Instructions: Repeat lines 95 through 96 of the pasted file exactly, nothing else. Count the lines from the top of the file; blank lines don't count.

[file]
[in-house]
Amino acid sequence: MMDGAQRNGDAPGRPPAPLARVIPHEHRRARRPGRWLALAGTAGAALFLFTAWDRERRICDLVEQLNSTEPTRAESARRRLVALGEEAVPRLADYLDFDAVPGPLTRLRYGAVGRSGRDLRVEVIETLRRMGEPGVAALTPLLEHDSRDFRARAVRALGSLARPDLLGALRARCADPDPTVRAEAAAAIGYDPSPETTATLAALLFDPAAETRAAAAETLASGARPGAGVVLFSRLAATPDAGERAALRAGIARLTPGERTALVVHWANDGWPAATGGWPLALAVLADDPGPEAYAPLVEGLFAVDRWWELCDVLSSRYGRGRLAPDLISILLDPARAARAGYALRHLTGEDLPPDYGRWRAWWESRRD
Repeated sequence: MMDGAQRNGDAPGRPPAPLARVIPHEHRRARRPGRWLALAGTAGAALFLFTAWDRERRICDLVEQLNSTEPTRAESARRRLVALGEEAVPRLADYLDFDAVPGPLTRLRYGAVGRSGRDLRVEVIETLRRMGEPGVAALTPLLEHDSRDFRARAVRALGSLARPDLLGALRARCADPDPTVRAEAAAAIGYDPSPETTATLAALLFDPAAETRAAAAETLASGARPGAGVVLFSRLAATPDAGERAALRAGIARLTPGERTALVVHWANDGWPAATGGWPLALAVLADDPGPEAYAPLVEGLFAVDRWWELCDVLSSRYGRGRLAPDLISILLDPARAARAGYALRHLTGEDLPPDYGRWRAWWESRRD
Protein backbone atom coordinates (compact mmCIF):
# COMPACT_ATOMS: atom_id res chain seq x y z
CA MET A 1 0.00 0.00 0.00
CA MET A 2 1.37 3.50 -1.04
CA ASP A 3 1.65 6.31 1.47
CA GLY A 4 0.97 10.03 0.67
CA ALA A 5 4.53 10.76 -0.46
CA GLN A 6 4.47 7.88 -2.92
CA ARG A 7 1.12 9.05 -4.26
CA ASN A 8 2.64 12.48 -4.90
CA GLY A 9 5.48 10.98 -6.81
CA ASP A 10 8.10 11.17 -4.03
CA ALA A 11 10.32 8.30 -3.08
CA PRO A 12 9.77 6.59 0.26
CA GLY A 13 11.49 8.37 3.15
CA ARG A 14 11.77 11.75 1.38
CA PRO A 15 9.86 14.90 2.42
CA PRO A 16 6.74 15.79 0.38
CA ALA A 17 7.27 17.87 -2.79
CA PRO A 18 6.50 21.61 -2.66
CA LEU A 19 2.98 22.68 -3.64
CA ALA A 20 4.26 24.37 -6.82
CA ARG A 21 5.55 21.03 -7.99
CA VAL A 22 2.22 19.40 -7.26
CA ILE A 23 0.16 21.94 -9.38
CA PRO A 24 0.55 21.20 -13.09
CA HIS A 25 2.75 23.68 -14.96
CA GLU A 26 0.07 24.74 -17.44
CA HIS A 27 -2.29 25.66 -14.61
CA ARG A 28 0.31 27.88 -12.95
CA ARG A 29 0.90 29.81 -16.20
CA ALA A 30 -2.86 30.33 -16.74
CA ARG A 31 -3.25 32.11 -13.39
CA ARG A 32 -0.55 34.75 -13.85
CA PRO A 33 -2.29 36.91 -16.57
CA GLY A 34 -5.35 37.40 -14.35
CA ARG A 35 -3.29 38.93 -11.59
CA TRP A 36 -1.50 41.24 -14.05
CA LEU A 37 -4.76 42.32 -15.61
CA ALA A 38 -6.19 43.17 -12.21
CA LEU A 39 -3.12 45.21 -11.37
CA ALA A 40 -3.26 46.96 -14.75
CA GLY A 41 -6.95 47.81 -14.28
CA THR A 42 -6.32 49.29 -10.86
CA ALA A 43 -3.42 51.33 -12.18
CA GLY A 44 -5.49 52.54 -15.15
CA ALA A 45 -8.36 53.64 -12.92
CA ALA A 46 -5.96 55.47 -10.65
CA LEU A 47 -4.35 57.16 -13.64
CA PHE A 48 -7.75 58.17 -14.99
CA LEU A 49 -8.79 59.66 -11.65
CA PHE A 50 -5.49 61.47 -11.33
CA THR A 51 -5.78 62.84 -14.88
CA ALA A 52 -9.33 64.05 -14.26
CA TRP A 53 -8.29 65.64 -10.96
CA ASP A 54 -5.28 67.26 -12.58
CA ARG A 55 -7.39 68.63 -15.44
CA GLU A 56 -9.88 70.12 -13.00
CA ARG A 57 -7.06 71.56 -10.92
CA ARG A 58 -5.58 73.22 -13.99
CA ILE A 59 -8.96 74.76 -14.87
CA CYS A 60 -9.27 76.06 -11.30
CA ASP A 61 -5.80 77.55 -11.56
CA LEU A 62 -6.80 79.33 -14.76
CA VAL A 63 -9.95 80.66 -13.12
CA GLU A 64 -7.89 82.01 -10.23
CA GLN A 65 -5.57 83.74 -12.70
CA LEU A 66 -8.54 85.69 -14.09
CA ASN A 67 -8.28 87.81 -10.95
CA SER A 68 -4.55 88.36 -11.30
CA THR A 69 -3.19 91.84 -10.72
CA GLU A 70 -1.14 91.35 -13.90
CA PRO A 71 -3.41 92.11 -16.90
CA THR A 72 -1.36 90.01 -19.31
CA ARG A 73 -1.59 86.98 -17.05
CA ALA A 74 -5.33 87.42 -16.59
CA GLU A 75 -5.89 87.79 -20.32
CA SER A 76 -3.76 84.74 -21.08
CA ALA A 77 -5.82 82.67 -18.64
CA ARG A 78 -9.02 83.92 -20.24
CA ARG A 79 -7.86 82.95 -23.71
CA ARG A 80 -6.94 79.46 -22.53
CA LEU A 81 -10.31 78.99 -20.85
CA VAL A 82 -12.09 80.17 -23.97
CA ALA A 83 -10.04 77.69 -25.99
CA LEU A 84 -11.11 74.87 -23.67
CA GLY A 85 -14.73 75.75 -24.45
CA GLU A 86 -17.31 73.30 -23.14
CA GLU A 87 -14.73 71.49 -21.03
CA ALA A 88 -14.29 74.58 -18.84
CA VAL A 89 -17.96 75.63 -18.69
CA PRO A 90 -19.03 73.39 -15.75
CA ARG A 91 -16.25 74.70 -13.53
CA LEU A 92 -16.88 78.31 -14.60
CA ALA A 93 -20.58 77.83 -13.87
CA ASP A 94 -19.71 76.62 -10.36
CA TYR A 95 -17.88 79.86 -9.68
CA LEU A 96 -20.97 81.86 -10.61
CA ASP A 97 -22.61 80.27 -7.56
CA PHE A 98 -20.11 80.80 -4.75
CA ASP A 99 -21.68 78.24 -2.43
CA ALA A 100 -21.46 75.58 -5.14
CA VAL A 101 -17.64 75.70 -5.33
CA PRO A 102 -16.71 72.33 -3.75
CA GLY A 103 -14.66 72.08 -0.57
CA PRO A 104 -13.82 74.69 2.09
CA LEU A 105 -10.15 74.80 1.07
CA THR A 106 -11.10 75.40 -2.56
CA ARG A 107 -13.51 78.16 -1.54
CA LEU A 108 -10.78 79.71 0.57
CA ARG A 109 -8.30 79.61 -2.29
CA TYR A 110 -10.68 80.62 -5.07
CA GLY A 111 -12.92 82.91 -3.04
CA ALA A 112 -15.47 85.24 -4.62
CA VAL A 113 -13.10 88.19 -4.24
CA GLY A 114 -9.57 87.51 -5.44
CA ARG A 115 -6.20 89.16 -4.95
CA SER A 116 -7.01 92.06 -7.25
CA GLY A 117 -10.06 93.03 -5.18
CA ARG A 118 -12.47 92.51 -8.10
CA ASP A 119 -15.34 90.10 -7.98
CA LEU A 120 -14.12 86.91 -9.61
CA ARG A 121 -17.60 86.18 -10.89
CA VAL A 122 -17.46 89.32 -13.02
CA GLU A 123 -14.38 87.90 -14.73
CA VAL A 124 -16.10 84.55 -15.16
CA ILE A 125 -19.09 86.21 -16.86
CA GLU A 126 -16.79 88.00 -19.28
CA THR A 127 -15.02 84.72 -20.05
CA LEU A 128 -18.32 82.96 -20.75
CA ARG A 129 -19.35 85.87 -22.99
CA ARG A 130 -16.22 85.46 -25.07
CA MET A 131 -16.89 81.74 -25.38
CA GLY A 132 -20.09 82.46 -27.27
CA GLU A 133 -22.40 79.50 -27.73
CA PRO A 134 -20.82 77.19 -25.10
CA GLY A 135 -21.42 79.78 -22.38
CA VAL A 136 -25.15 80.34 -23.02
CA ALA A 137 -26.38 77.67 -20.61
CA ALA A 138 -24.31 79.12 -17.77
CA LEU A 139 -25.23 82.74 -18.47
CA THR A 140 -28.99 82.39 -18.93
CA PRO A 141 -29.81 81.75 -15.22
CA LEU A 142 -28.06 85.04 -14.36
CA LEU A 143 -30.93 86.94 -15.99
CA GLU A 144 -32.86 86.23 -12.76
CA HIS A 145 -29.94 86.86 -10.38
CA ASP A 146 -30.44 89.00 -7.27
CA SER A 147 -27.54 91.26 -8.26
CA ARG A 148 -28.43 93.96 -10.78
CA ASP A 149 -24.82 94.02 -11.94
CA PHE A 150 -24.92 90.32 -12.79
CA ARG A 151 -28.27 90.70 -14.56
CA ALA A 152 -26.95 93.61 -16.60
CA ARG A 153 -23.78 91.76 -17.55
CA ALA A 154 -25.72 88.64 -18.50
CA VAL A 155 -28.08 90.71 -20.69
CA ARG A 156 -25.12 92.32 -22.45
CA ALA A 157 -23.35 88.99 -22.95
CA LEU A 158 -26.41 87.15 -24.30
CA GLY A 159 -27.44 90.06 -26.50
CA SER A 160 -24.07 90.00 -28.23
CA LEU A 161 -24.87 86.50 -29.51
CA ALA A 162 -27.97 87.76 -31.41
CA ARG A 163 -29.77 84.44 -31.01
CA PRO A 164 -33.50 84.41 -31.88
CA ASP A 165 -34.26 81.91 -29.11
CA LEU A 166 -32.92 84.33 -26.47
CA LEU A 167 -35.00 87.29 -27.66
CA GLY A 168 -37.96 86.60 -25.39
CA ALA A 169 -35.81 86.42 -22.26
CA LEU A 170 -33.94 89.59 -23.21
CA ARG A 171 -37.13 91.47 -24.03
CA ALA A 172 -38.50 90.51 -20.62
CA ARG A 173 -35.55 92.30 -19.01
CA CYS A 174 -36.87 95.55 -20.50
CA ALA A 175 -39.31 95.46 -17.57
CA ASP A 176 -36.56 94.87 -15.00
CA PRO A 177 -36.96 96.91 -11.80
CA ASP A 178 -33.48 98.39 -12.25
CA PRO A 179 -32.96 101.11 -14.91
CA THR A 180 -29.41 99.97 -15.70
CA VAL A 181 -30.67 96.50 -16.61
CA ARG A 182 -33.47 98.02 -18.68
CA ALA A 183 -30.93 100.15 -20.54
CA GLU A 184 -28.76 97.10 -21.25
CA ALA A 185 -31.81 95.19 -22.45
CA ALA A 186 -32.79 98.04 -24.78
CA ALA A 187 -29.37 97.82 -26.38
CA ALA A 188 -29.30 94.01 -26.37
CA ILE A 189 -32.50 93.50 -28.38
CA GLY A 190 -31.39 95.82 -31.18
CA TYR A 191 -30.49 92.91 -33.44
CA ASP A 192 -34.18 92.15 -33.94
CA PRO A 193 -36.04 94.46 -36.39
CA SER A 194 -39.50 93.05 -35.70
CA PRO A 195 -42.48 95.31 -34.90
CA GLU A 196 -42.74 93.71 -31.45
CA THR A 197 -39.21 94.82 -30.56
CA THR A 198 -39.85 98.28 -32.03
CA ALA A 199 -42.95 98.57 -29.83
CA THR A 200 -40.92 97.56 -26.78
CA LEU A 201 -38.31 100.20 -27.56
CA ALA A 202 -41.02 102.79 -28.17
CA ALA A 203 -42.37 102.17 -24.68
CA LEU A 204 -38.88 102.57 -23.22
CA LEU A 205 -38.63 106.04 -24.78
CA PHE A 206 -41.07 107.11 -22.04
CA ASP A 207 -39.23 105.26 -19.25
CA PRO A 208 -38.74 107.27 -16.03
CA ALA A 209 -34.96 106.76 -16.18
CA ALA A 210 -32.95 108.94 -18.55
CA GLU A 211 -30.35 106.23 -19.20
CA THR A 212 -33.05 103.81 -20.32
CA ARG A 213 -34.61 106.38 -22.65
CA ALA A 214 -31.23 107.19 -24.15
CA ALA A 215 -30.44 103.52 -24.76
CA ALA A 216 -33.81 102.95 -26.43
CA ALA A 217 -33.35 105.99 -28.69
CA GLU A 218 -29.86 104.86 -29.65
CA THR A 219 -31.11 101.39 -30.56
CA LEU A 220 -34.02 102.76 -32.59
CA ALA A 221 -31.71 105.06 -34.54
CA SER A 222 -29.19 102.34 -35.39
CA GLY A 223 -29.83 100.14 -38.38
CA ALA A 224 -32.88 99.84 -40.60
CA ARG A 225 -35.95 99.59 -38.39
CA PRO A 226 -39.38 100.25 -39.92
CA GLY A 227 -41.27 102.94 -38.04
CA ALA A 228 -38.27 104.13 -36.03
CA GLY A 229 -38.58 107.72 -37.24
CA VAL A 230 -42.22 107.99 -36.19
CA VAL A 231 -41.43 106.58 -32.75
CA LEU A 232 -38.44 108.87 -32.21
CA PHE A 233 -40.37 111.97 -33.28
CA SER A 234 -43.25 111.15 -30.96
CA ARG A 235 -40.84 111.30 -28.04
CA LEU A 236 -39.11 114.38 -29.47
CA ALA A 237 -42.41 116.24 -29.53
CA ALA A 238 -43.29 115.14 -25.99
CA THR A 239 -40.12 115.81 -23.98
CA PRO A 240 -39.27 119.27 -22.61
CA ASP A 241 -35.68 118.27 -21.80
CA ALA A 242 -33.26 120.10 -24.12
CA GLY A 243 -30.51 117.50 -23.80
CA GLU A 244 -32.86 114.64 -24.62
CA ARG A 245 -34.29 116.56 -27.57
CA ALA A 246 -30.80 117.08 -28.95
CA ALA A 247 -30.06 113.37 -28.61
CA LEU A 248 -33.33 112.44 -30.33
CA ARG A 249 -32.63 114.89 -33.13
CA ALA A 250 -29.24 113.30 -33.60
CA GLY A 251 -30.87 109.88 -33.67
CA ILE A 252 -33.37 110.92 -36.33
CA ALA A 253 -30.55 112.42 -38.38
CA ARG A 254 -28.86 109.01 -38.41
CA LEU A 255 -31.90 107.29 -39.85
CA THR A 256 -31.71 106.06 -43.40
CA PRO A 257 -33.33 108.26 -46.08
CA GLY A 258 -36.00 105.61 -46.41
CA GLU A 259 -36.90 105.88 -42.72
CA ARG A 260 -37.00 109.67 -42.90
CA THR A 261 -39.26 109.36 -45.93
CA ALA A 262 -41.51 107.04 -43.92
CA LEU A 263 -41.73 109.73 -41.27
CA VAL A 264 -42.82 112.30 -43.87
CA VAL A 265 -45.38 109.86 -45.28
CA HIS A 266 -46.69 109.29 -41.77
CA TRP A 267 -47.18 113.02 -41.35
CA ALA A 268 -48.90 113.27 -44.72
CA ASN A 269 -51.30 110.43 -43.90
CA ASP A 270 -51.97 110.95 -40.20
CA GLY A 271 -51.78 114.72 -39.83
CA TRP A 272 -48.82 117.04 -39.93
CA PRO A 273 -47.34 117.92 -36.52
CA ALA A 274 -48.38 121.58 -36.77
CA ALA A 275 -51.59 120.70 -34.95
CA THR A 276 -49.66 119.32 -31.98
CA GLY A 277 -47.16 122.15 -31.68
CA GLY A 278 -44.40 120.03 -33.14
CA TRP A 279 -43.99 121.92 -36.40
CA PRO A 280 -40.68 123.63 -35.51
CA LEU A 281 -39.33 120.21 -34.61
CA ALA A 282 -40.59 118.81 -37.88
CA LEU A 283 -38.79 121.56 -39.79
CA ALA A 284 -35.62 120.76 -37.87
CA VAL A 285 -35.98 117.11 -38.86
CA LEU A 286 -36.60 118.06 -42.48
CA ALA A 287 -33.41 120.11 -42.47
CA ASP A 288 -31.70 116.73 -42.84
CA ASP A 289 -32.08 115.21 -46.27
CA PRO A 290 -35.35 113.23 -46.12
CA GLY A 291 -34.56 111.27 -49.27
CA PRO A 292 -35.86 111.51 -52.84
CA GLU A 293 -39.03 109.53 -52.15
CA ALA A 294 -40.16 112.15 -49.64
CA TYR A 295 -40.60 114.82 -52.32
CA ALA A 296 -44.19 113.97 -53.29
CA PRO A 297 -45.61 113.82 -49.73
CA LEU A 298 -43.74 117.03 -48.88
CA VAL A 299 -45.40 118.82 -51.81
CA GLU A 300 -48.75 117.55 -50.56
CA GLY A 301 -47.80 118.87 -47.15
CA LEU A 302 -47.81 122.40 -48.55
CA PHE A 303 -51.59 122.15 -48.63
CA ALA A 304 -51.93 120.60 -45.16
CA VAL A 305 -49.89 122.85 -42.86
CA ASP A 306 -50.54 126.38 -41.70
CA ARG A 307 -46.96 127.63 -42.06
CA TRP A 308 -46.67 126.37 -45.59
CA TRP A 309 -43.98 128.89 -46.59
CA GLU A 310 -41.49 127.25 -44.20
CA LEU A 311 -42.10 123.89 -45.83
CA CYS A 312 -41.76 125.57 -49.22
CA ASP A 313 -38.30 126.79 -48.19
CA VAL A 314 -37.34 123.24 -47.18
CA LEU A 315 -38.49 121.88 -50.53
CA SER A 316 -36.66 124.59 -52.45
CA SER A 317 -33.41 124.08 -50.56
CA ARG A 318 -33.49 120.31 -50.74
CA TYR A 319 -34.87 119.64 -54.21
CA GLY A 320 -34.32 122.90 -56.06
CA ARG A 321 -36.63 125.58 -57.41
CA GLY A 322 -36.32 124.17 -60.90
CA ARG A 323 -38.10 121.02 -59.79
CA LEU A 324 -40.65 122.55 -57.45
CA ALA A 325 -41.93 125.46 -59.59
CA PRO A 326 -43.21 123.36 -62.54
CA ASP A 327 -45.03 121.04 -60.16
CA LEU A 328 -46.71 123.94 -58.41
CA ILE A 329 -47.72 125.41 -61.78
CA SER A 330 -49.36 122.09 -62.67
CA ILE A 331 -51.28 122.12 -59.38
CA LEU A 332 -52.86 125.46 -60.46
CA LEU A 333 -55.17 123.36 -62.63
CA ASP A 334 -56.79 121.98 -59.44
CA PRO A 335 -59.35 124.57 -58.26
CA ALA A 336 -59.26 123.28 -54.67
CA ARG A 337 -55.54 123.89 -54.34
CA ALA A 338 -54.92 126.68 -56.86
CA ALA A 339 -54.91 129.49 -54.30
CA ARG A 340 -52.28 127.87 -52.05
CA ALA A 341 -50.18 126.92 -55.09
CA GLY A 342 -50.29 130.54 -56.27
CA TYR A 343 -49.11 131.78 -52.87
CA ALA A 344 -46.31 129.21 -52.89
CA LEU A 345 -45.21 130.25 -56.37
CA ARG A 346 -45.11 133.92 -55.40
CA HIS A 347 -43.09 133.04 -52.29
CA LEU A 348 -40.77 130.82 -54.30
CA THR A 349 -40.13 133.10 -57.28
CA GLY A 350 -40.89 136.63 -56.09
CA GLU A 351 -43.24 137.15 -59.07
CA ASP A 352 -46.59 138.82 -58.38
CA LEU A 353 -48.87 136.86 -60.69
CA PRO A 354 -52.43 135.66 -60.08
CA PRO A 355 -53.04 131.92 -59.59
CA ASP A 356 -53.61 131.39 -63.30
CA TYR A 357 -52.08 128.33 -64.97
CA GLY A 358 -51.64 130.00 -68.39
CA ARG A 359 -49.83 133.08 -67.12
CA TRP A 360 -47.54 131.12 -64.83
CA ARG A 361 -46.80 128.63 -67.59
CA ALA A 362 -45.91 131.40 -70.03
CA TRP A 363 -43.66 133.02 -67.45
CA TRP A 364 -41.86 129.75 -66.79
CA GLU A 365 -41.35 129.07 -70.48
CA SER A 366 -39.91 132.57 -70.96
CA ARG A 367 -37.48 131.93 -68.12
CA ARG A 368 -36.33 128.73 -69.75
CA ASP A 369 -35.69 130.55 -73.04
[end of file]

CA PRO A 90 -19.03 73.39 -15.75
CA ARG A 91 -16.25 74.70 -13.53